Venice, Italy (NASA, International Space Station Science, 03/15/07)
Editor's Note: This is an archive image from 2007.
Venice, Italy is featured in this image photographed by an Expedition 14 crewmember on the International Space Station. A space-based perspective of the City of Venice provides a quick assessment of the different development and land uses in the region; the major islands in the lagoon surrounding Venice--Laguna Veneta--appear different from one another. The island of Venice itself, a dense urban landscape, appears almost uniformly covered with red tiled roofs. By contrast, port facilities, and the train station at the west end of the island, appear in shades of gray. The islands of Giudecca and Murano (famous for glassware) are almost as densely built up, but the whole walled island of San Michele, used as a cemetery since Napoleon's occupation, is covered with trees and tombs. Lido di Venezia, which separates the lagoon from the Adriatic Sea, has wide, vegetated spaces. The green spaces of nearby islands east of Venice are often used by picnickers getting away from Venice. Though Venice has a declining population of fewer than 70,000, a mass of 12 million visitors invade the city every year. Many arrive from the mainland via the bridge at the train station. Many arrive by boat, whose wakes can be seen as white flashes in many parts of the image. A prominent visual feature of the Venice metropolitan area is the S-bend of the Grand Canal. The famous Rialto Bridge is big enough to appear as a white break in the canal in this view. St. Mark's church and square, and the Doge's Palace are also visible at the east end of the canal.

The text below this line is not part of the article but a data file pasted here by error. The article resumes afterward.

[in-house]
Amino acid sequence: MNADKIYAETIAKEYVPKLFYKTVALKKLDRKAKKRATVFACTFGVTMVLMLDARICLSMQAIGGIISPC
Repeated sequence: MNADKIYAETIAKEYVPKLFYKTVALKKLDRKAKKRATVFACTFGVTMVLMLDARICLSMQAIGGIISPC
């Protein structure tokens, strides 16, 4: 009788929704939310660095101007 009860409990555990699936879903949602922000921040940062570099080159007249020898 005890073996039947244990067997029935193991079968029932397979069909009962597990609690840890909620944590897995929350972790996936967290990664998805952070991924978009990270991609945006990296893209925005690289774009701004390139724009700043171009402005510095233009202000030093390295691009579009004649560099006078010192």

Image/caption credit: NASA
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